5 Things We Learned at Our Gathering With The Co-Founder of Y7 Studio
On August 22, a group of ladies from the void community gathered at y7 lab in the bowery neighborhood of manhattan to meet sarah larson levey. If you don’t know sarah, allow us to introduce you: she is the 28-year-old who has disrupted the yoga industry with her beat-bumping, sweat-dripping, candle lit yoga classes at y7 studio. Not only has sarah grown her unique concept into 11 successful studios in both nyc and la, but she was also featured on the cover of inc magazine's september 2018 issue… are you fangirling yet?!
we got the chance to chat with sarah about everything from her journey through building y7 studio to the challenges she faced along the way and the women she continues to keep by her side. Turns out, she is not only a badass ‘non-yogi’ yogi, but she also has some incredible advice for our tribe of women.
1. the practice of yoga isn’t about others, it’s about you
“I actually hated yoga [when i first tried it]. I love what it stands for and i really wanted to get into it, but i found myself in every single class i was in wanting to scratch out my eyeballs from boredom or frustration. i couldn’t get to that place of zen or clear my mind. The other half of the time, [i would be] staring at myself in the mirror in an awkward pose and start comparing myself to everyone else around me. I left every single class feeling terrible about myself. I never felt good enough - i just wasn’t happy. And that’s kind of where the idea for y7 studio came from.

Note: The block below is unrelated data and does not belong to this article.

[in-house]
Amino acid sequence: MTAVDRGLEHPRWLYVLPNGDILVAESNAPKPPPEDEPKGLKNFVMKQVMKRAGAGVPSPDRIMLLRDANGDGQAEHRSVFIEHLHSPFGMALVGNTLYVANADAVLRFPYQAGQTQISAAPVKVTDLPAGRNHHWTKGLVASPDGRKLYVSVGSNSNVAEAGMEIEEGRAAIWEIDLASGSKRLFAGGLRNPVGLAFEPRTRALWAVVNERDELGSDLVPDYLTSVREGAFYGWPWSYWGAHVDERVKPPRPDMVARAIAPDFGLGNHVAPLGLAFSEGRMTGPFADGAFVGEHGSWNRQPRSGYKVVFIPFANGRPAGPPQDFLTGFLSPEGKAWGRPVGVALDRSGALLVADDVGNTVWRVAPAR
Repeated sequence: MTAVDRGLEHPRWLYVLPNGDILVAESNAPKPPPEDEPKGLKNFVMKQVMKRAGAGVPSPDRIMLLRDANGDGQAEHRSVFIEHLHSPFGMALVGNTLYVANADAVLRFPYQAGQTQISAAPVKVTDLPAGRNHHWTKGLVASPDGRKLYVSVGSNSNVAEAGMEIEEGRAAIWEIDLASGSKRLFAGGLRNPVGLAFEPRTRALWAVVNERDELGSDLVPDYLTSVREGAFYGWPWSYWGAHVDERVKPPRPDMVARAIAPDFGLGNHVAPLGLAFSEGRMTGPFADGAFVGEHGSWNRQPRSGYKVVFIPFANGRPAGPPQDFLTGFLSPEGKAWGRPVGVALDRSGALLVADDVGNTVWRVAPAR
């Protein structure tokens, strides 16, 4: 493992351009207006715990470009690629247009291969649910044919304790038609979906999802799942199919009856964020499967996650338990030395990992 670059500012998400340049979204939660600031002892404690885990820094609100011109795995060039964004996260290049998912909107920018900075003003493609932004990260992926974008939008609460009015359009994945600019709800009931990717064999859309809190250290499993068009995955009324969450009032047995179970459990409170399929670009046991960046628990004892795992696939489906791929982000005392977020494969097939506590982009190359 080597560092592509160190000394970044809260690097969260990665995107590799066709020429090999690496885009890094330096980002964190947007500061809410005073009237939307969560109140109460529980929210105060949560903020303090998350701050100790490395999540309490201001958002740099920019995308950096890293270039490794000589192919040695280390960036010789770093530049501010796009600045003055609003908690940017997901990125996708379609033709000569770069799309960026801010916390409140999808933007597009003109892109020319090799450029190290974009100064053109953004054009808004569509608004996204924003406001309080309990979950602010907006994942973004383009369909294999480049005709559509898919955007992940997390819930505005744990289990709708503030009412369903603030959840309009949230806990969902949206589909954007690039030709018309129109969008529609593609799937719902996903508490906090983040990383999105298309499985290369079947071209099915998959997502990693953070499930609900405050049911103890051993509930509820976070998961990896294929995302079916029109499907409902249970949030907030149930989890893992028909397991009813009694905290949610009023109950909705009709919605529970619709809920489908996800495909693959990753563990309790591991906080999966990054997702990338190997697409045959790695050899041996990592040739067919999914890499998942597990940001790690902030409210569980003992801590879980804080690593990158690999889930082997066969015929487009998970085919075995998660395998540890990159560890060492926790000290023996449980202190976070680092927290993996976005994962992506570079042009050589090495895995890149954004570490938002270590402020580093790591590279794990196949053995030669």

This class was created for me, for the clients, and came out of what I felt was lacking in the yoga industry. It’s a dark, candlelit room. We took out the mirrors. We created this really safe environment that is just you and your mat. It’s your body. It’s your practice.”
2. positive vibes only
“Every once in a while, we get a scathing ClassPass review [and it’s hard], but we also get some really amazing emails or letters from clients about the hardships they are going through—whether it’s a break up, an illness, a jam-packed schedule—and how they really needed the class to help them get through a difficult time. To me, that is exactly the intention, for people to come and not have any contact with me or know the story behind y7, and for it to have a real effect on them; that means everything to me. Anytime things get really, really difficult, i try to remember those moments to keep me going. I want everyone to leave class feeling a little bit unburdened.”
3. believe in yourself and be consistent about it
“[in the beginning], there were several times we had class and nobody showed up, but that was ok. I really believe if you believe in something, there is nothing else that can stop you. I think one of the reasons y7 has been so successful is because we’ve stayed really, really consistent on our path of what we believe in.”
4. find your tribe and love them hard
“I’ve always worked in women-dominated industries. i’ve been fortunate enough to be surrounded by groups of women who really support each other and are willing to make connections, share their contacts and just help to uplift each other. You learn to trust your instincts and realize that you have to surround yourself with likeminded people. It’s figuring that out and also learning who your biggest supporters are and having expectations of your friends too.”
5. keep moving forward
“I’m a complainer by nature, but that’s something I am working to change. one day, I was complaining to one of my friends, who is also an instructor at y7, about something that I had no control over. She responded to me by saying: “it’s like this now and that’s just how it is.” It made me realize that, at that moment, things may be different now than they were 10 minutes ago and things are always going to keep changing. You can only move forward with the information you have at hand and do your best.”